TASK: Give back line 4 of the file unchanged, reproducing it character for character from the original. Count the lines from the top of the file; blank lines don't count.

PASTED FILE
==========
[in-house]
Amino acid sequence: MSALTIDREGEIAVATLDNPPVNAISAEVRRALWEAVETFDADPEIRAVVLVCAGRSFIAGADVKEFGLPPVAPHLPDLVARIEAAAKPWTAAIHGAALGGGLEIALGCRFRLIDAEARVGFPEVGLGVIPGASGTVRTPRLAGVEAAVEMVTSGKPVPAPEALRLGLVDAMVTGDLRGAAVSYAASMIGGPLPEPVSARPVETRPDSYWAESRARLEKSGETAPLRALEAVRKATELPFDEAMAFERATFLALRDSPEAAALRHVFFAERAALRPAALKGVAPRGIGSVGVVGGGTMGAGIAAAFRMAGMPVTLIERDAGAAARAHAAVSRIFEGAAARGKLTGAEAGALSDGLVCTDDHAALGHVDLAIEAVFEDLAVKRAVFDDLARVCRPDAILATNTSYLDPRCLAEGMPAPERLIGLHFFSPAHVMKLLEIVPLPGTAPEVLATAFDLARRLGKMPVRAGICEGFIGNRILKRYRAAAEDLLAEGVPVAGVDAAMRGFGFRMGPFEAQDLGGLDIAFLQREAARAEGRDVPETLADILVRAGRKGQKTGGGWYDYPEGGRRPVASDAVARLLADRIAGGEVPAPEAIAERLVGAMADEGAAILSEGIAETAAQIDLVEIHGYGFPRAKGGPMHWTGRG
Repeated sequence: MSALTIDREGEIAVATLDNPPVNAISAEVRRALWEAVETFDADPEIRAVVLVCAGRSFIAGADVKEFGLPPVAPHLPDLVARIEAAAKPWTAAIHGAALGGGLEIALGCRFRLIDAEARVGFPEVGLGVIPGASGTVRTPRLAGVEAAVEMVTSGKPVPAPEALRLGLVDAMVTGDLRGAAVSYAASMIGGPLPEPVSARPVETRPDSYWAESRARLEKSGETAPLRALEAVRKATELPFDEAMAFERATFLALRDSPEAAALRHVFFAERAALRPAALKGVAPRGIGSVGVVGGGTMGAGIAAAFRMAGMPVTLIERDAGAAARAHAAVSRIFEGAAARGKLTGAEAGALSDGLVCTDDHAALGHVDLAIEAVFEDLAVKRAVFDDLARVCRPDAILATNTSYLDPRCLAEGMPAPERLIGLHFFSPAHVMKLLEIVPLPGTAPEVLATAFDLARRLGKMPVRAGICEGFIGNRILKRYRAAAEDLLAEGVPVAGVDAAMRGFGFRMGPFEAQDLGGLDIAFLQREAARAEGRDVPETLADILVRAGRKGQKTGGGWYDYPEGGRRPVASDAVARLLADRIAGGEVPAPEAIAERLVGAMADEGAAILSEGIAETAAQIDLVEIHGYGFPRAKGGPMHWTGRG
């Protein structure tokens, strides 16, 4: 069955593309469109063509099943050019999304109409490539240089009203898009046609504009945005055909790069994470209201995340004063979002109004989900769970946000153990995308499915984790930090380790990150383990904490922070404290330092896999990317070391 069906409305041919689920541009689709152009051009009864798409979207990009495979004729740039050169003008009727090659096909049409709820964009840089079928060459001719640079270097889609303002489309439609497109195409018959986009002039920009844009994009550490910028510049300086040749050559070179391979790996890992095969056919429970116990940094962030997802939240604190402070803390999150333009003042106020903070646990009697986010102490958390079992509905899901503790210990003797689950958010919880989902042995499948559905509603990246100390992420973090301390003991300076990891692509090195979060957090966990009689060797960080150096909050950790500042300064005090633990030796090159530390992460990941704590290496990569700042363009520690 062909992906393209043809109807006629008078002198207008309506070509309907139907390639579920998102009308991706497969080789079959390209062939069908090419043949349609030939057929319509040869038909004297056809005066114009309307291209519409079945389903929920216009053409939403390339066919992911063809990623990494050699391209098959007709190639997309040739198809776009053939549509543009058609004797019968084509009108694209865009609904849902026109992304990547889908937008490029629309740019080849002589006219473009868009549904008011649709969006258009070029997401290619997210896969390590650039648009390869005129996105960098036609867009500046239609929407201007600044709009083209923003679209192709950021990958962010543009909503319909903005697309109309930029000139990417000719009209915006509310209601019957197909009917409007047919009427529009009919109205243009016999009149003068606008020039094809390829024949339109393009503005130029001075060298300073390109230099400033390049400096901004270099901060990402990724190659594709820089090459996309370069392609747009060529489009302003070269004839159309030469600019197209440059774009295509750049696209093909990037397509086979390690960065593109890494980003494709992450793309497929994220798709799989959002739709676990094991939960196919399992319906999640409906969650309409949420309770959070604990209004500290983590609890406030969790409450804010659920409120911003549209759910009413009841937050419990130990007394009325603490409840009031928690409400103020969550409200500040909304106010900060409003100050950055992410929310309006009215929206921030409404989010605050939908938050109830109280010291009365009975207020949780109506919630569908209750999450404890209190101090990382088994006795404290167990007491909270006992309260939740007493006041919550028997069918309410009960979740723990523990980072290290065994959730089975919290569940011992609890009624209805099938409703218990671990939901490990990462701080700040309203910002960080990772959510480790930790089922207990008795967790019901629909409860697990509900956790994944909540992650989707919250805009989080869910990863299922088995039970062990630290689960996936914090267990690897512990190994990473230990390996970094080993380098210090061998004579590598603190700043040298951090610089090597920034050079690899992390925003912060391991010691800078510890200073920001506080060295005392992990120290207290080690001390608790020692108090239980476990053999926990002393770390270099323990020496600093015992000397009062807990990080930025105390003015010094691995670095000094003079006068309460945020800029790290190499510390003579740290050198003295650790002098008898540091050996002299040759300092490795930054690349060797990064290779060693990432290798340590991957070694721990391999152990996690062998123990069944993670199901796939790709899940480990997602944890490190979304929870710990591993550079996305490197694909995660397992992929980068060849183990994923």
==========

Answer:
């Protein structure tokens, strides 16, 4: 069955593309469109063509099943050019999304109409490539240089009203898009046609504009945005055909790069994470209201995340004063979002109004989900769970946000153990995308499915984790930090380790990150383990904490922070404290330092896999990317070391 069906409305041919689920541009689709152009051009009864798409979207990009495979004729740039050169003008009727090659096909049409709820964009840089079928060459001719640079270097889609303002489309439609497109195409018959986009002039920009844009994009550490910028510049300086040749050559070179391979790996890992095969056919429970116990940094962030997802939240604190402070803390999150333009003042106020903070646990009697986010102490958390079992509905899901503790210990003797689950958010919880989902042995499948559905509603990246100390992420973090301390003991300076990891692509090195979060957090966990009689060797960080150096909050950790500042300064005090633990030796090159530390992460990941704590290496990569700042363009520690 062909992906393209043809109807006629008078002198207008309506070509309907139907390639579920998102009308991706497969080789079959390209062939069908090419043949349609030939057929319509040869038909004297056809005066114009309307291209519409079945389903929920216009053409939403390339066919992911063809990623990494050699391209098959007709190639997309040739198809776009053939549509543009058609004797019968084509009108694209865009609904849902026109992304990547889908937008490029629309740019080849002589006219473009868009549904008011649709969006258009070029997401290619997210896969390590650039648009390869005129996105960098036609867009500046239609929407201007600044709009083209923003679209192709950021990958962010543009909503319909903005697309109309930029000139990417000719009209915006509310209601019957197909009917409007047919009427529009009919109205243009016999009149003068606008020039094809390829024949339109393009503005130029001075060298300073390109230099400033390049400096901004270099901060990402990724190659594709820089090459996309370069392609747009060529489009302003070269004839159309030469600019197209440059774009295509750049696209093909990037397509086979390690960065593109890494980003494709992450793309497929994220798709799989959002739709676990094991939960196919399992319906999640409906969650309409949420309770959070604990209004500290983590609890406030969790409450804010659920409120911003549209759910009413009841937050419990130990007394009325603490409840009031928690409400103020969550409200500040909304106010900060409003100050950055992410929310309006009215929206921030409404989010605050939908938050109830109280010291009365009975207020949780109506919630569908209750999450404890209190101090990382088994006795404290167990007491909270006992309260939740007493006041919550028997069918309410009960979740723990523990980072290290065994959730089975919290569940011992609890009624209805099938409703218990671990939901490990990462701080700040309203910002960080990772959510480790930790089922207990008795967790019901629909409860697990509900956790994944909540992650989707919250805009989080869910990863299922088995039970062990630290689960996936914090267990690897512990190994990473230990390996970094080993380098210090061998004579590598603190700043040298951090610089090597920034050079690899992390925003912060391991010691800078510890200073920001506080060295005392992990120290207290080690001390608790020692108090239980476990053999926990002393770390270099323990020496600093015992000397009062807990990080930025105390003015010094691995670095000094003079006068309460945020800029790290190499510390003579740290050198003295650790002098008898540091050996002299040759300092490795930054690349060797990064290779060693990432290798340590991957070694721990391999152990996690062998123990069944993670199901796939790709899940480990997602944890490190979304929870710990591993550079996305490197694909995660397992992929980068060849183990994923």